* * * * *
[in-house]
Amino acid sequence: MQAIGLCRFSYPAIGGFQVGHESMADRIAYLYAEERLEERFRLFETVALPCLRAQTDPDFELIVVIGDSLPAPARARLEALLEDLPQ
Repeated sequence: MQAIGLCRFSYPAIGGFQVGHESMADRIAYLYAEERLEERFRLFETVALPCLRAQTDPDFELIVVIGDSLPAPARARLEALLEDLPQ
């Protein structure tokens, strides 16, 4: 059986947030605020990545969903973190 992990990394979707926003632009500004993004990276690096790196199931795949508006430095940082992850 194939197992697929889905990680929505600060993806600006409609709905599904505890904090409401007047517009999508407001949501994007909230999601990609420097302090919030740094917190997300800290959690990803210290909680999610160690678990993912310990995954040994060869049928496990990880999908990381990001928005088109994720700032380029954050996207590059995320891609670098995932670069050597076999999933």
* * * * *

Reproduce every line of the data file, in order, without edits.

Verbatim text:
[in-house]
Amino acid sequence: MQAIGLCRFSYPAIGGFQVGHESMADRIAYLYAEERLEERFRLFETVALPCLRAQTDPDFELIVVIGDSLPAPARARLEALLEDLPQ
Repeated sequence: MQAIGLCRFSYPAIGGFQVGHESMADRIAYLYAEERLEERFRLFETVALPCLRAQTDPDFELIVVIGDSLPAPARARLEALLEDLPQ
């Protein structure tokens, strides 16, 4: 059986947030605020990545969903973190 992990990394979707926003632009500004993004990276690096790196199931795949508006430095940082992850 194939197992697929889905990680929505600060993806600006409609709905599904505890904090409401007047517009999508407001949501994007909230999601990609420097302090919030740094917190997300800290959690990803210290909680999610160690678990993912310990995954040994060869049928496990990880999908990381990001928005088109994720700032380029954050996207590059995320891609670098995932670069050597076999999933």